On March 21, 1984,
President Shapiro issued the
following Policy Statement on
Sexual Orientation: "The
University of Michigan be-
lieves that educational and
employment decisions should
be based on individual's abili-
ties and qualifications and
should not be based on
irrelevant factors or personal
characteristics which have no
connection with academic
abilities or job performance.
Among the traditional factors
which are generally 'irrelevant'
are race, sex, religion, and
national origin. It is the pol-
icy of The University of
Michigan that an individual's
sexual orientation be treated in
the same manner. Such a
policy ensures that only rele-
vant factors are considered and
that equitable and consistent
standards of conduct and per-
formance are applied.
"Any University of
Michigan employee having a
complaint of discrimination
because of sexual orientation

(now called the Lesbian -
Gay Male Program Office) for
counseling and advice.
It should be noted that this
policy does not apply to the
University's relationships with
outside organizations, includ-
ing the federal government, the
military, and ROTC."
This policy continues to
protect students, faculty, and
staff from discrimination which
is based on one's actual or
presumed sexual orientation.
As the policy statement in-
dicates, any student who has a"
complaint of discrimination or
harassment because of sexual
orientation may report this to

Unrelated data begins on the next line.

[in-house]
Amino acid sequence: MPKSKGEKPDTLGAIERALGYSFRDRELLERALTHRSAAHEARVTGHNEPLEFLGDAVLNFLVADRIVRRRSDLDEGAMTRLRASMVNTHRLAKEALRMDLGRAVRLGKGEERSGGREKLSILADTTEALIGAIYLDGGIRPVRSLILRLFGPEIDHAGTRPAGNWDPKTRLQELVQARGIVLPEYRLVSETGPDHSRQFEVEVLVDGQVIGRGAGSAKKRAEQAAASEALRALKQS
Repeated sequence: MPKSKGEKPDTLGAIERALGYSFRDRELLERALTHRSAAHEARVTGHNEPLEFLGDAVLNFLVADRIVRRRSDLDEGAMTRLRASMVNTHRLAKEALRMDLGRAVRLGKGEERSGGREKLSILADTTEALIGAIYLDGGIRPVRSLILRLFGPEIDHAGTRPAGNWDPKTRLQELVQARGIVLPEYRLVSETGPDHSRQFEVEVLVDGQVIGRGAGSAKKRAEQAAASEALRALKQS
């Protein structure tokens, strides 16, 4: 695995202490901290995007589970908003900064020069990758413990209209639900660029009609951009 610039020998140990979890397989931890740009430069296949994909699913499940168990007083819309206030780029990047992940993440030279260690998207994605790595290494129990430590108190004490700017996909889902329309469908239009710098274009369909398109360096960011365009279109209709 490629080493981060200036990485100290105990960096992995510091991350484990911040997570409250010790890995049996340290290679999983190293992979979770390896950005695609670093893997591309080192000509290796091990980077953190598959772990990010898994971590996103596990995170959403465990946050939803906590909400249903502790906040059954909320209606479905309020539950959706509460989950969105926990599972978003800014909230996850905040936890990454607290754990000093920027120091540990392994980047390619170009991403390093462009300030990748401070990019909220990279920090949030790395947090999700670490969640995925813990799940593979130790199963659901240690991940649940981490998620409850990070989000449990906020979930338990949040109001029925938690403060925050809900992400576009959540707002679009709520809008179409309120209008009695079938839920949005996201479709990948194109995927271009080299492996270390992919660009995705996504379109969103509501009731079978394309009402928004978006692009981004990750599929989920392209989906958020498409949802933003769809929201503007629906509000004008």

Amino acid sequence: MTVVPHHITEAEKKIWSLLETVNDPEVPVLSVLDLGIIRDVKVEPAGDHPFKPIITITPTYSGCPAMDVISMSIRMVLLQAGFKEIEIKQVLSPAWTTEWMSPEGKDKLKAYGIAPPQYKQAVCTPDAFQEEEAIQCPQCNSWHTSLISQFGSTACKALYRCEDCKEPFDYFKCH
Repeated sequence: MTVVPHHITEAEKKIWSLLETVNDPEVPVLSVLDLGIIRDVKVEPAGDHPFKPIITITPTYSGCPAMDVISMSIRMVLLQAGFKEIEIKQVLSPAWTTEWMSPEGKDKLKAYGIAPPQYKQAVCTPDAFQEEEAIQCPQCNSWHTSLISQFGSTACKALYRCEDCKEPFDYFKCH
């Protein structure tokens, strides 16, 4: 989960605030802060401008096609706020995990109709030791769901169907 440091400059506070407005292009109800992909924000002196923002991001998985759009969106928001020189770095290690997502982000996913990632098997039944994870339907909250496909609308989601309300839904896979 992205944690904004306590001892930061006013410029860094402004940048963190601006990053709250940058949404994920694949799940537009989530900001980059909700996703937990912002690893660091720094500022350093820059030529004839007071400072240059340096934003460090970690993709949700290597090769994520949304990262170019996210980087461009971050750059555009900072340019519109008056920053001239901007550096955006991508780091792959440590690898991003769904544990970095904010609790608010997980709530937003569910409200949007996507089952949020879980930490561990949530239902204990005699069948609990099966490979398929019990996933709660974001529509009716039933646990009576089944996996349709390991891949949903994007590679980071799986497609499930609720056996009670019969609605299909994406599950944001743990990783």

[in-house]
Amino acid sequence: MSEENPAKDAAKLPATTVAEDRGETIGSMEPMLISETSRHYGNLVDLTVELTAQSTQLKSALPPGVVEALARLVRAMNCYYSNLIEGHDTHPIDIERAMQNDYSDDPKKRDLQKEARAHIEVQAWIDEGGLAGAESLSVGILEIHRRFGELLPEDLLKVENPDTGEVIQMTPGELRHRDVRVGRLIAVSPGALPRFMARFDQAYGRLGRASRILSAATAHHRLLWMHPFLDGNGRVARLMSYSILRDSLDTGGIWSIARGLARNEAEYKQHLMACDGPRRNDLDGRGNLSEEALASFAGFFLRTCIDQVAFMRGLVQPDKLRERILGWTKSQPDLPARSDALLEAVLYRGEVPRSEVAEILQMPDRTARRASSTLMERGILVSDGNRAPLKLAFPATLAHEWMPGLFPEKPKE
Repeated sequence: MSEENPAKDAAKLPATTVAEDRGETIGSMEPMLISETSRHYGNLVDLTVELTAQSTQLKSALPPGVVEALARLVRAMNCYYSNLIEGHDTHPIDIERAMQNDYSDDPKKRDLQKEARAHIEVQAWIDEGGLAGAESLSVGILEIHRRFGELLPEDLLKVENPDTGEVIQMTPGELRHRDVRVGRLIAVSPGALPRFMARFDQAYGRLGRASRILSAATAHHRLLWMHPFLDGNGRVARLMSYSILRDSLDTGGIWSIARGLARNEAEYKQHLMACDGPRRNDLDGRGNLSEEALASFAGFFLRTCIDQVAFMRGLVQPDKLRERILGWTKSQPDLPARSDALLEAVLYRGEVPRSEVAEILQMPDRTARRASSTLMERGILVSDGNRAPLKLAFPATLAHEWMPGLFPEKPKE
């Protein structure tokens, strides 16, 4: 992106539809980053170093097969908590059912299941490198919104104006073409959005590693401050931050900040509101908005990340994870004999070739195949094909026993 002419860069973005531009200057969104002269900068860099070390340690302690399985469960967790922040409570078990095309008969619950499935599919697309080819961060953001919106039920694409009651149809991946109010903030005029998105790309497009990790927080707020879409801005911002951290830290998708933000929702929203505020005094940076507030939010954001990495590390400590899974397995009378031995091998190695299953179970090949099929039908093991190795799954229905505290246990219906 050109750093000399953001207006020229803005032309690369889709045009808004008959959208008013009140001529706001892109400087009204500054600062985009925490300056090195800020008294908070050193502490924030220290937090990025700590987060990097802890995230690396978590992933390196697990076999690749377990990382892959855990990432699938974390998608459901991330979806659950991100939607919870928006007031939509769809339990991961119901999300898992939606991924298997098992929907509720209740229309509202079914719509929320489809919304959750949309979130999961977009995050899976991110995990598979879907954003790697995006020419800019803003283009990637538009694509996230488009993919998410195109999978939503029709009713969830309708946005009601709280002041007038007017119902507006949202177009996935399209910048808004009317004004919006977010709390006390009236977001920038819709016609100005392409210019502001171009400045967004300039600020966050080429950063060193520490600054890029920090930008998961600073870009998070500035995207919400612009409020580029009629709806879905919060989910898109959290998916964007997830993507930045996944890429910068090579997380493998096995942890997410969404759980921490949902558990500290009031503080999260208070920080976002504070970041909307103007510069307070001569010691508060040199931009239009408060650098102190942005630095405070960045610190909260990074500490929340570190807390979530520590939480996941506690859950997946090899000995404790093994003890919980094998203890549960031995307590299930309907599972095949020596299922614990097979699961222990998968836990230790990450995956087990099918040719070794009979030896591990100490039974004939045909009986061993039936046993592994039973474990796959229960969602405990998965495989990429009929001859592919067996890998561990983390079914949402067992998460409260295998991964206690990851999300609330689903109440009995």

the Office of the Ombudsman
(763-3545) or the Affirmative
Action Coordinator in her/his
school or college. Any em-
ployee with such a complaint
should notify her/his immedi-
ate supervisor or the appropri-
ate Personnel Service Center.
A student or employee may, at
any time, contact the
Affirmative Action Office
(764-3423) to register a
complaint. Any incidents
which involve threats or actual
harm to personal safety and/or
property should be reported
immediately to the Department
of Public Safety and Security
(763-1131).
In addition to these offices
any student, faculty, or staff

structed by President Shapiro
to submit a reporting form to
the Affirmative Action Office
as part of a new centralized
reporting mechanism.
Students and employees
me also communicate their
complaints and concerns to the
University's Task Force on
Sexual Orientation. This task
force was established by me to
examine the various issues
surrounding the Policy
Anti-semiti
To the Daily:
I put my assigned disk into a
terminal at the UNYN
computing center only to find
that the user before me had
created his own original desk-
top... hundreds of swastikas. I
was horrified at the sight and
pointed it out to a computing
center manager. He assured me
the disk would be remade im-
mediately commenting that
this was not the first time such
a desktop had appeared %mong
their disks.
No, this was not the first act
of blatant anti-Semitism I have
witnessed at the University. I
have seen the swastikas which
so regularly decorate the eleva-
tors in the Graduate Library,
and the desktops in Angell Hall
and the MLB.

Statement on Sexual
Orientation and its implemen-
tation. People may contact the
Task Force on Sexual
Orientation through its chair-
person, Dr. Jayne Thorson,
1210 Angell Hall.
-Virginia Nordby
Director of
Affirmative Action
Programs
November 25
sm exists
of Jewish men scrawled in
thick black marker in these
bathrooms as well as the bath-
room at Charley's. He has seen
"Arbeit Macht Frei" (work
makes you free) a slogan which
graced the entrance of the Nazi
death camps in a bathroom at
the Grad. He has also seen
"Shalom means shell-em" and
a swastika with "Amerika
Awake" written beneath it in
other bathrooms at the Gradu-
ate Library.
While I applaud the efforts of
UCAR members who are so
diligent in their fight against
racism, I wonder why there is
so little effort put forth b y
Jewish and non-Jewish mem-
bers alike to eradicate anti-
Semitism on this campus.
If the Holocaust has taught

4